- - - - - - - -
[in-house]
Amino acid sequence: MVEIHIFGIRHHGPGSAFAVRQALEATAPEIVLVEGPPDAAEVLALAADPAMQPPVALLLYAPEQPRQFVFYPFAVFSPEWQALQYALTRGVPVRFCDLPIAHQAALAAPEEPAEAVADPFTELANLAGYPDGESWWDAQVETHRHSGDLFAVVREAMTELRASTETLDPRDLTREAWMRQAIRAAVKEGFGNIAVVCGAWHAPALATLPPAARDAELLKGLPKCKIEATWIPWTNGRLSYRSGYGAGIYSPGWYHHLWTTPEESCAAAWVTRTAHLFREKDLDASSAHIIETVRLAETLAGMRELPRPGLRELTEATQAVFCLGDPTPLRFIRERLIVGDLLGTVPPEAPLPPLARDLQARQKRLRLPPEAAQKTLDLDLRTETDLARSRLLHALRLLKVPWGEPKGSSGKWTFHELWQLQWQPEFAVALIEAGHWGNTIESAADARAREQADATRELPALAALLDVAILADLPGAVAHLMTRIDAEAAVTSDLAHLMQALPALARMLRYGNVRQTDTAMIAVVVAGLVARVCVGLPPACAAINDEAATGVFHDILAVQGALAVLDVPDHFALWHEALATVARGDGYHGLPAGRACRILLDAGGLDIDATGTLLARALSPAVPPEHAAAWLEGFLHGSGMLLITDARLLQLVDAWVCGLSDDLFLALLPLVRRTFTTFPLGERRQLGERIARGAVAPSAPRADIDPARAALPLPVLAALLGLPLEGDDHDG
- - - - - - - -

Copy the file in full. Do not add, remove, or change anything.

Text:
[in-house]
Amino acid sequence: MVEIHIFGIRHHGPGSAFAVRQALEATAPEIVLVEGPPDAAEVLALAADPAMQPPVALLLYAPEQPRQFVFYPFAVFSPEWQALQYALTRGVPVRFCDLPIAHQAALAAPEEPAEAVADPFTELANLAGYPDGESWWDAQVETHRHSGDLFAVVREAMTELRASTETLDPRDLTREAWMRQAIRAAVKEGFGNIAVVCGAWHAPALATLPPAARDAELLKGLPKCKIEATWIPWTNGRLSYRSGYGAGIYSPGWYHHLWTTPEESCAAAWVTRTAHLFREKDLDASSAHIIETVRLAETLAGMRELPRPGLRELTEATQAVFCLGDPTPLRFIRERLIVGDLLGTVPPEAPLPPLARDLQARQKRLRLPPEAAQKTLDLDLRTETDLARSRLLHALRLLKVPWGEPKGSSGKWTFHELWQLQWQPEFAVALIEAGHWGNTIESAADARAREQADATRELPALAALLDVAILADLPGAVAHLMTRIDAEAAVTSDLAHLMQALPALARMLRYGNVRQTDTAMIAVVVAGLVARVCVGLPPACAAINDEAATGVFHDILAVQGALAVLDVPDHFALWHEALATVARGDGYHGLPAGRACRILLDAGGLDIDATGTLLARALSPAVPPEHAAAWLEGFLHGSGMLLITDARLLQLVDAWVCGLSDDLFLALLPLVRRTFTTFPLGERRQLGERIARGAVAPSAPRADIDPARAALPLPVLAALLGLPLEGDDHDG